Robert Guerrero can box well on the outside, using lateral movement and a quick jab to set up his straight left. But he has a brawler's heart and is very dangerous in phone-booth fights, where he uses good head and shoulder movement to set up blistering uppercuts and clubbing overhand lefts.
Danny Garcia has had some difficulty with fighters who use clever movement. They were close fights, but I had him losing against both Mauricio Herrera and Lamont Peterson.
Robert Guerrero is 32. That's a young man in most respects, but it can be old for a prizefighter, especially one who mixes it up the way that Guerrero does. He's been punished in even some of his biggest wins.
Guerrero struggled in his last fight, a split-decision win over Aaron Martinez, a decent but hardly spectacular, fringe contender with only four KOs in 25 fights.
Danny Garcia Will Win If...
Danny Garcia wants to get off first with his jab in this fight, in order to dictate the pace and keep Robert Guerrero in range for the big left hook. He should also look to land the hook as a counter, over the top of Guerrero's straight left.
Garcia should hold the center of the ring and force Guerrero to bring the fight to him, looking to punish him as he comes forward. He needs to avoid chasing Guerrero and allowing the more experienced fighter to lead him into traps.
It seems inevitable that parts of this fight will see the two men exchanging furiously at close range. Garcia will need to stay composed at those moments, covering up and then finding the space to counter Guerrero to both body and head.
Robert Guerrero Will Win If...
If Robert Guerrero can be the better ring general and dictate the terrain of the battle, he has a good shot to emerge the winner in this fight. He wants to fight at long and close range, avoiding the middle distance, where Garcia's explosive left hook is especially dangerous.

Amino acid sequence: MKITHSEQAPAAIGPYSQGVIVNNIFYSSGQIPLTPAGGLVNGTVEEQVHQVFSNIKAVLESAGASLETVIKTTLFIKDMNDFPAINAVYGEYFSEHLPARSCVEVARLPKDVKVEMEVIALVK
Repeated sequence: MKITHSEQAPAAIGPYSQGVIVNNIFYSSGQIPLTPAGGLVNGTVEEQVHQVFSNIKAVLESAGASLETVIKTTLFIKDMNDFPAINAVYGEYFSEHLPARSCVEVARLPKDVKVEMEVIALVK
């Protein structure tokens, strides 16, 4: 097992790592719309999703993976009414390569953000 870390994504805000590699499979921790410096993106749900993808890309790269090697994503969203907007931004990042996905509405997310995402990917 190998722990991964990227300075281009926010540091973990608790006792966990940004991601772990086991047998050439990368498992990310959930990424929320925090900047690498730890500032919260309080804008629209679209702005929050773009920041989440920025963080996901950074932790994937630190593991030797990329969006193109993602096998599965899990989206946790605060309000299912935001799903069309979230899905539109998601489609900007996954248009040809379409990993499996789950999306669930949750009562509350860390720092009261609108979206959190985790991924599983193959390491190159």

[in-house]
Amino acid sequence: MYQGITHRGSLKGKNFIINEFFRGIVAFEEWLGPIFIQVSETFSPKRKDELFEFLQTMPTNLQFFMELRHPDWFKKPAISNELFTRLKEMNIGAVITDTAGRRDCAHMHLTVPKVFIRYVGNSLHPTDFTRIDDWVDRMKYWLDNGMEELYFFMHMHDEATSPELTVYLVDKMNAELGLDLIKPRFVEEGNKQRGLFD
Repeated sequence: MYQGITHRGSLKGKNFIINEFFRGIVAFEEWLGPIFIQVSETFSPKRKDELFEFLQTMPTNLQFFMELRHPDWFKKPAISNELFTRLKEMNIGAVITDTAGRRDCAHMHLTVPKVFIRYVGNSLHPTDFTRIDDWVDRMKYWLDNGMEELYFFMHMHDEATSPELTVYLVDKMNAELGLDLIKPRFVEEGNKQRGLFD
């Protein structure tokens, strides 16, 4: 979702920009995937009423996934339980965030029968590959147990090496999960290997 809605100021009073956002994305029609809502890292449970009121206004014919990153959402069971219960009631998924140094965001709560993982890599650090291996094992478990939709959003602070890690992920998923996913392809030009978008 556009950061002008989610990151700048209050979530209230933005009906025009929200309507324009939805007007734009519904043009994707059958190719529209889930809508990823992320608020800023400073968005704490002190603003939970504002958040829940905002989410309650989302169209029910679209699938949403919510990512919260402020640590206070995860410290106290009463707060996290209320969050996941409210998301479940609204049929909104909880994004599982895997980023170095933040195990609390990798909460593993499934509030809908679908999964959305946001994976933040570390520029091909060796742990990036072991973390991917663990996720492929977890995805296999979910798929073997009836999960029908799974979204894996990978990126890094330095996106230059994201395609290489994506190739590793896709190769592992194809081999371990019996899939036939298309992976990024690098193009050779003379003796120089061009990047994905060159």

From the outside, Guerrero should look to double his jab, while circling to his right, moving into position to come straight down the middle with his left cross.
In back of that straight left, Guerrero should move all the way into the pocket, following the first, straight, left with a clubbing, overhand variety. Once he's inside, the Ghost should turn it into an ugly, violent slugfest.
Guerrero needs to play the part of a smart brawler in this fight. To beat the younger man, he needs to employ his guile and bet on himself being the grittier man with the bigger heart.
This is a clash between two good offensive fighters. So fans should expect to see an entertaining bout.
Robert Guerrero was involved in one of the most exciting fights of the year in both 2012 and 2014. In 2015, his heart and determination alone made his loss to Keith Thurman compelling, despite being one-sided.
But this promises to be the sort of fight that shows Danny Garcia at his best. The former light welterweight champion has good vision and is good when exchanging. Guerrero has been through too many wars to match pace all night with the younger man.
Garcia will win by decision, about eight rounds to four. It will be a good fight, with Guerrero once more earning the respect of all true boxing fans.
With the WBC version of the welterweight bout around his waist, Garcia's next fight should be against one of the division's true stars. In a perfect world, he'd face the winner of Keith Thurman vs. Shawn Porter, in a WBC-WBA unification bout.